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YOU'RE WRONG ABOUT JAY CUTLER
Michael Rosenberg
August 15, 2011
The Bears' QB doesn't mind if you think he's an unreliable quitter or a future Super Bowl champ. But the popular notion that he's not tough? He's not sure where that came from
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August 15, 2011

You're Wrong About Jay Cutler

The Bears' QB doesn't mind if you think he's an unreliable quitter or a future Super Bowl champ. But the popular notion that he's not tough? He's not sure where that came from

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His explanation: "I was in Denver, not a huge market, came to Chicago and haven't really [sought out] a lot of marketing opportunities because we haven't accomplished what I want to on the field yet. Until we get to the Super Bowl, win Super Bowls and are successful there, then I don't think it's right for me to go out there and venture into those other markets."

Can we handle this? If sports have become an enormous entertainment vehicle for everybody involved, what do we make of a guy who won't participate?

We get Cutler only on Sunday afternoons, when he often looks like somebody stole his last bottle of ex-lax. "He doesn't help himself any [with] his facial expressions," Clayton says.

Americans embrace all kinds of quarterbacks: fiery, stoic, joyful, gritty. But can we love a guy who seems so ... glum? Cutler has never looked like a kid out there, even when he was a kid. The typical Cutler pose, in high school, college and the pros: helmet tilted back and cocked to the side, edges of his mouth instinctively pointed down, arms at his side.

That's all he gives us. Cutler grew up in Santa Claus, Ind., but he is not a ho-ho-ho fellow. Clayton says Cutler "is not a chatty guy. He's not ebullient, bubbling over... . Jay is not going to go up and scream and holler or tell them they're full of crap."

From the way he talks about Cutler, you might be thinking, Wow, Jay Cutler's high school coach really doesn't like him. And you would be wrong. Bob Clayton loves Jay Cutler.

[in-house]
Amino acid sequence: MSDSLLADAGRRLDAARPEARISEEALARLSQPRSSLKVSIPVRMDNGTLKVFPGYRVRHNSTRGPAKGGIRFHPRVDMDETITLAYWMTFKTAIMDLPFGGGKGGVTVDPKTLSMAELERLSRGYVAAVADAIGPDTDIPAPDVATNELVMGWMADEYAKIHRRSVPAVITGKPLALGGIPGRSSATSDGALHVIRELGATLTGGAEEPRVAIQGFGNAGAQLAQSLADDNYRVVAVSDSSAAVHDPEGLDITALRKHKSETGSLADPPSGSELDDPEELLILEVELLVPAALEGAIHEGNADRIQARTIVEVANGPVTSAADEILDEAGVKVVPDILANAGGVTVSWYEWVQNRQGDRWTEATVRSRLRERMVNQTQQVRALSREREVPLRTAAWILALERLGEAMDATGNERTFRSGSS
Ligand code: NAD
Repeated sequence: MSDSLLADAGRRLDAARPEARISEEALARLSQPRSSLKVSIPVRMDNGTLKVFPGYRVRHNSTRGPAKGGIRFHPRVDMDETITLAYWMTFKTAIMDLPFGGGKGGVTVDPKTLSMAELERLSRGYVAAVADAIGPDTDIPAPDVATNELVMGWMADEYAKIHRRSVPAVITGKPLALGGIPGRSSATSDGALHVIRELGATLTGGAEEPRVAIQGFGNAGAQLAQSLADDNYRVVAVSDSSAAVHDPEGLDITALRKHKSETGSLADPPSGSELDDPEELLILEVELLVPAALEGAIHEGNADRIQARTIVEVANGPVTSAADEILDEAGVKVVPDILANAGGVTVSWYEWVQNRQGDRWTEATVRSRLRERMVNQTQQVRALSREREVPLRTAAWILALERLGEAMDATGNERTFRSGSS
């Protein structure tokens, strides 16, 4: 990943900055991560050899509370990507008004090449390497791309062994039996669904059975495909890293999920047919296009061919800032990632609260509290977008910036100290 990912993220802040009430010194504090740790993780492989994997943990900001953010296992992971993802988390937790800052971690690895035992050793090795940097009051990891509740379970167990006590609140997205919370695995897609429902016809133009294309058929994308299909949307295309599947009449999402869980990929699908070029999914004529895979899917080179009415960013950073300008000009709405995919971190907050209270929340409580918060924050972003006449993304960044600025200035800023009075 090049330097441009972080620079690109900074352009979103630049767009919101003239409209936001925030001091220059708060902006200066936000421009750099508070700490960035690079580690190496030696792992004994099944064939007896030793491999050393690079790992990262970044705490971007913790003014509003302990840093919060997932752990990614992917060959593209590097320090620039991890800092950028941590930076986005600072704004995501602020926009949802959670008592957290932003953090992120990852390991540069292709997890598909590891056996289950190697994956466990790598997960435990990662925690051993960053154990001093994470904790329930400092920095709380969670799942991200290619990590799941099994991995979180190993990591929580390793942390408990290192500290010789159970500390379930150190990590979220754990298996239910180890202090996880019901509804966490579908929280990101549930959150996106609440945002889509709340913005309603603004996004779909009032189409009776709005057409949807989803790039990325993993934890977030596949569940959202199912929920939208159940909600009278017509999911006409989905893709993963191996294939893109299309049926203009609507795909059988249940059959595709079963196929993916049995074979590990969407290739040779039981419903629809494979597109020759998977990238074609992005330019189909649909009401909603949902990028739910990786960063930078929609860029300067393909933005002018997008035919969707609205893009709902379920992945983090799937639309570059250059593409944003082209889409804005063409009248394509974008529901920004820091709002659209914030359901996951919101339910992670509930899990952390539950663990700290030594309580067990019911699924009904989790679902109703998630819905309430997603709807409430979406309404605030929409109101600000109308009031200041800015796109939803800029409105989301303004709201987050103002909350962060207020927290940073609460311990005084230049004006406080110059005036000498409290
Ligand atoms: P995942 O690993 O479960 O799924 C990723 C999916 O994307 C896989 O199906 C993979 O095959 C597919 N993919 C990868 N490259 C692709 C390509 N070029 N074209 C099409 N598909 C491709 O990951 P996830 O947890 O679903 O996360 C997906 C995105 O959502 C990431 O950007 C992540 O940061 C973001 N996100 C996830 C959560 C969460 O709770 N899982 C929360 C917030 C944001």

Most coaches do. What we see as the entirety of Cutler's personality, they see as personality quirks. Clayton has seen Cutler pose for pictures with everybody who asked him for one at a charity function in Santa Claus, and then set aside his dinner to convince a boy he had never before met to stick with football. That is Cutler's kind of scene. As the honoree at a charity golf tournament in Chicago two months ago, he was supposed to bring his own foursome. He showed up by himself, with no clubs, then carted around the course all day, shaking hands and posing for pictures.

Cutler's friends occasionally try to spread word of his kindness, but they do it in whispers, lest he find out. Hints and snippets: A friend of a friend of Cutler's found out that his 12-year-old son had type 1 diabetes and sent Cutler an e-mail.

"He responded within 10 minutes," says Jake LeGrone, the boy's father. "The guy went out of his way for my son, and it's not like he knows me." Cutler now advises Tucker LeGrone on his diet and insulin intake.

Nice story. But this snippet is more amusing and just as revealing: On July 15, Cutler watched his fiancée, Kristin Cavallari, walk down a Miami fashion-show runway in a glass bikini that was both sexy and recyclable. He was photographed wearing the same old Cutler face—Ugh, I have to watch my gorgeous fiancée walk around in a glass bikini—and the blogosphere mocked him again. (Reportedly, Cutler and Cavallari, a reality-TV star, recently broke off their engagement.)

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